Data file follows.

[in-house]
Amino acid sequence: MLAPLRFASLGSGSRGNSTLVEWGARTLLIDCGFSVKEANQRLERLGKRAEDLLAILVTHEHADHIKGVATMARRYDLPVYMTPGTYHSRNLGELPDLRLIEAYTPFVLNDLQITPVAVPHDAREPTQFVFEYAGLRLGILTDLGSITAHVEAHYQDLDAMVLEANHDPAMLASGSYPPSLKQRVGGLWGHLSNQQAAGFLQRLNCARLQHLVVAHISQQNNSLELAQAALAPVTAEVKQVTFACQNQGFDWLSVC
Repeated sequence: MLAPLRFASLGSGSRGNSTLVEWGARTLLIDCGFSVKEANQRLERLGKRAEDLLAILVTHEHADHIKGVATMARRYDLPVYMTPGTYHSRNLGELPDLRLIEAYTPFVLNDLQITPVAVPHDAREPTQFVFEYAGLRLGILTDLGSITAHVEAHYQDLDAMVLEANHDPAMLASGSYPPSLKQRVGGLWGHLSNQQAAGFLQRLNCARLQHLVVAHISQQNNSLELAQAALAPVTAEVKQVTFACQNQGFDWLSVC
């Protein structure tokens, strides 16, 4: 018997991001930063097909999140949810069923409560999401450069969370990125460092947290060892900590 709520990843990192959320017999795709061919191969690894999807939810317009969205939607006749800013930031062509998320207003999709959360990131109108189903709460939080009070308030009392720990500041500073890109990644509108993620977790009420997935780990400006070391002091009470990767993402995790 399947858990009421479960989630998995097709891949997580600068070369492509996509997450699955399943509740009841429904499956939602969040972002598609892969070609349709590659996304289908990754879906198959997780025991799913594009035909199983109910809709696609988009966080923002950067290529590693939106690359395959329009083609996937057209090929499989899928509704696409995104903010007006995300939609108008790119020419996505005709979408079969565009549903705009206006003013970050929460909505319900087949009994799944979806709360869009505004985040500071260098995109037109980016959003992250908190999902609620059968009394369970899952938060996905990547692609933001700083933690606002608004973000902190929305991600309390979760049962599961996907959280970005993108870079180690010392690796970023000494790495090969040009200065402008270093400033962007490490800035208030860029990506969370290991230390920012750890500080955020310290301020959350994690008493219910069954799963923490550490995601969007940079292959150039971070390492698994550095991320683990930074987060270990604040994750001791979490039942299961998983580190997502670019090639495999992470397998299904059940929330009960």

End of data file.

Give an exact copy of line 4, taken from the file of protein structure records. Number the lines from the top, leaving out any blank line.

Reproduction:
């Protein structure tokens, strides 16, 4: 018997991001930063097909999140949810069923409560999401450069969370990125460092947290060892900590 709520990843990192959320017999795709061919191969690894999807939810317009969205939607006749800013930031062509998320207003999709959360990131109108189903709460939080009070308030009392720990500041500073890109990644509108993620977790009420997935780990400006070391002091009470990767993402995790 399947858990009421479960989630998995097709891949997580600068070369492509996509997450699955399943509740009841429904499956939602969040972002598609892969070609349709590659996304289908990754879906198959997780025991799913594009035909199983109910809709696609988009966080923002950067290529590693939106690359395959329009083609996937057209090929499989899928509704696409995104903010007006995300939609108008790119020419996505005709979408079969565009549903705009206006003013970050929460909505319900087949009994799944979806709360869009505004985040500071260098995109037109980016959003992250908190999902609620059968009394369970899952938060996905990547692609933001700083933690606002608004973000902190929305991600309390979760049962599961996907959280970005993108870079180690010392690796970023000494790495090969040009200065402008270093400033962007490490800035208030860029990506969370290991230390920012750890500080955020310290301020959350994690008493219910069954799963923490550490995601969007940079292959150039971070390492698994550095991320683990930074987060270990604040994750001791979490039942299961998983580190997502670019090639495999992470397998299904059940929330009960």